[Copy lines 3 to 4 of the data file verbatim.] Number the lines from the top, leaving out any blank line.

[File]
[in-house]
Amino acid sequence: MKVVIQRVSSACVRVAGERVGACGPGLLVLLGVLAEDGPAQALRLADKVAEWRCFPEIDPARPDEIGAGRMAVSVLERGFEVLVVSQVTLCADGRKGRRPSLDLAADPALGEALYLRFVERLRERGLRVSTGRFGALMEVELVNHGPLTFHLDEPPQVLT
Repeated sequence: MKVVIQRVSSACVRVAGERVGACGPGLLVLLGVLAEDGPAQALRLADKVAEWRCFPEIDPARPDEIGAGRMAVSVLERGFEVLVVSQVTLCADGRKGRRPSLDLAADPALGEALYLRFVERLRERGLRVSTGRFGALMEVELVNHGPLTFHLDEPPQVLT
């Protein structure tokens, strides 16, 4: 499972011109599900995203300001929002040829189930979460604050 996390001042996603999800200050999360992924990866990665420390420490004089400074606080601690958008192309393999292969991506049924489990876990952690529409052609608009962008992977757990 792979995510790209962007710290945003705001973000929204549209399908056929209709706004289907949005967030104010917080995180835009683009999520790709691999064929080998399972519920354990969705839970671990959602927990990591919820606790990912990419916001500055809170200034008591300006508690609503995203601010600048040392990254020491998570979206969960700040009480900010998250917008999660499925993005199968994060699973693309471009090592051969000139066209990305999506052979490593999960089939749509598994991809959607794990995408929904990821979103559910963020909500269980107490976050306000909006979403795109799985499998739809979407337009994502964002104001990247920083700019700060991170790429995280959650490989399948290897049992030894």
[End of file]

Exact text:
Repeated sequence: MKVVIQRVSSACVRVAGERVGACGPGLLVLLGVLAEDGPAQALRLADKVAEWRCFPEIDPARPDEIGAGRMAVSVLERGFEVLVVSQVTLCADGRKGRRPSLDLAADPALGEALYLRFVERLRERGLRVSTGRFGALMEVELVNHGPLTFHLDEPPQVLT
């Protein structure tokens, strides 16, 4: 499972011109599900995203300001929002040829189930979460604050 996390001042996603999800200050999360992924990866990665420390420490004089400074606080601690958008192309393999292969991506049924489990876990952690529409052609608009962008992977757990 792979995510790209962007710290945003705001973000929204549209399908056929209709706004289907949005967030104010917080995180835009683009999520790709691999064929080998399972519920354990969705839970671990959602927990990591919820606790990912990419916001500055809170200034008591300006508690609503995203601010600048040392990254020491998570979206969960700040009480900010998250917008999660499925993005199968994060699973693309471009090592051969000139066209990305999506052979490593999960089939749509598994991809959607794990995408929904990821979103559910963020909500269980107490976050306000909006979403795109799985499998739809979407337009994502964002104001990247920083700019700060991170790429995280959650490989399948290897049992030894």